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three-victims-of-flesh-eating-bacteriaThird Victim With Connection to Georgia Battles Flesh-Eating Bacteria.

While Georgia college student Aimee Copeland and South Carolina paramedic Lana Kuykendall fight for their lives, a third victim of the life-threatening flesh-eating bacteria is continuing his two-week battle to overcome necrotizing fasciitis.

Bobby Vaughn, a landscaper from Cartersville, Georgia, remains in critical condition after being diagnosed with necrotizing fasciitis. MyFoxatlanta reported that Vaughn fell from a tree while working two weeks ago and cut his side. Although he first went to the hospital for the cut, Vaughn’s ex-wife told myFoxatlanta that he chose to leave after he was treated. The next morning, the cut had spread, due to the flesh-eating bacteria, and Vaughn has remained in the hospital since.

Third Flesh Eating Bacteria Victim

Vaughn is currently in the same hospital in Augusta as Aimee Copeland. Copeland made national news for her fight against the flesh-eating bacteria she contracted in a gash she recieved after falling from a home-made zip line. Vaugn also contracted the bacteria from an open wound. Fox Atlanta reported that doctors have removed almost two pounds of infected tissue in the five surgeries Vaughn has had.

All Three Flesh-Eating Bacteria Victims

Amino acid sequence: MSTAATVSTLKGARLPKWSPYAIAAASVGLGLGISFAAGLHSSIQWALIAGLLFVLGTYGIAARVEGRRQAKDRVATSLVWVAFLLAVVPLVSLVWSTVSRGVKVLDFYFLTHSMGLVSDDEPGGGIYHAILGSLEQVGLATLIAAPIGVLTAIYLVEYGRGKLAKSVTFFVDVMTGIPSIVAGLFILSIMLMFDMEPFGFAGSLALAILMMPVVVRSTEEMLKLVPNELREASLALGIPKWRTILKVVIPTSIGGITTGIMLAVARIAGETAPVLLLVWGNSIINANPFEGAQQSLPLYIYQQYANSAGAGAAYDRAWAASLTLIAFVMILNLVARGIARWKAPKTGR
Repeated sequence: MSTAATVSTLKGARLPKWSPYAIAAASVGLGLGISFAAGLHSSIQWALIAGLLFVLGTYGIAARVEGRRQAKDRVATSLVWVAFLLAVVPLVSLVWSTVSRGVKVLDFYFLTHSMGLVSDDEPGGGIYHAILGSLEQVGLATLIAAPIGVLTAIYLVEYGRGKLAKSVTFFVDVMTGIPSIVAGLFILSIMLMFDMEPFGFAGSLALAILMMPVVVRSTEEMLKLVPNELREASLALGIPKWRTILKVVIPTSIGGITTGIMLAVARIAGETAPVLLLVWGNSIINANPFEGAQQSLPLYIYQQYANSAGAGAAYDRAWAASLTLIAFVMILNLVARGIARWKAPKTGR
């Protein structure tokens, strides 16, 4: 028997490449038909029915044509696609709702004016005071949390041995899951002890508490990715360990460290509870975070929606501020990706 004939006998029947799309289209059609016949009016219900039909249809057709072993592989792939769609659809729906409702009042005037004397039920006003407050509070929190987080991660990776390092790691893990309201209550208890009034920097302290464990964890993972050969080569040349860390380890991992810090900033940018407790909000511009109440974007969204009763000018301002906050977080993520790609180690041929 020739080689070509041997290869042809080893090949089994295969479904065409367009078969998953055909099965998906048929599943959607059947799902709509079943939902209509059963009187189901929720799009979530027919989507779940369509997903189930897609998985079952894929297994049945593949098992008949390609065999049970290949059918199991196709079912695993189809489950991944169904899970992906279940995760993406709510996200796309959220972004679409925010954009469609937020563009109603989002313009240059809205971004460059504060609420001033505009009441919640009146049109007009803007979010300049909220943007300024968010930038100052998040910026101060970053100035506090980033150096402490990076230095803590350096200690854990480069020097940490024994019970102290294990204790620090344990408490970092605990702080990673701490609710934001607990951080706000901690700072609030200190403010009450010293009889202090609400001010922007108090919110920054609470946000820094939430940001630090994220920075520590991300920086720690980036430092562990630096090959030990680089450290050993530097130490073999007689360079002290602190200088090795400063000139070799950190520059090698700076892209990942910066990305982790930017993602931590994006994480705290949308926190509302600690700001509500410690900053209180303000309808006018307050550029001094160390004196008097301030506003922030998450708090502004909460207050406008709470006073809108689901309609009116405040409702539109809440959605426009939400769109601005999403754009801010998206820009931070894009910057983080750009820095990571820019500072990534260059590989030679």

All three victims of the flesh-eating bacteria are in a fight for their lives as doctors battle the spread of the flesh-eating bacteria, necrotizing fasciitis. Additionally, all three are have connections to Georgia. Kuykendall, the South Carolina mother of twins, gave birth in an Atlanta hospital before returning to South Carolina and being diagnosed. All three flesh-eating bacteria victims have had multiple tissue-removal surgeries to keep the bacteria from spreading. Doctors had to amputate most of Aimee Copeland’s left leg to save her life and plan to also amputate her fingers.

How to Recognize Flesh-Eating Bacteria Infection

Flesh-eating bacteria like the one the three victims are battling is extremely rare. However, the key to limiting tissue damage is to diagnose and treat flesh-eating bacteria early. Here are three ways to prevent and detect the signs of flesh-eating disease.

  • Whenever you or your child gets a deep wound or cut, seek medical attention. Doctors using sterile tools can keep wounds cleaner than you can at home.
  • Go to the hospital immediately if a spot, bruise or cut spreads quickly, rapidly gets worse or shows no signs of improvement.
  • Monitor any wound closed with stitches or staples very carefully. Low oxygen environments are where flesh-eating bacteria thrive.
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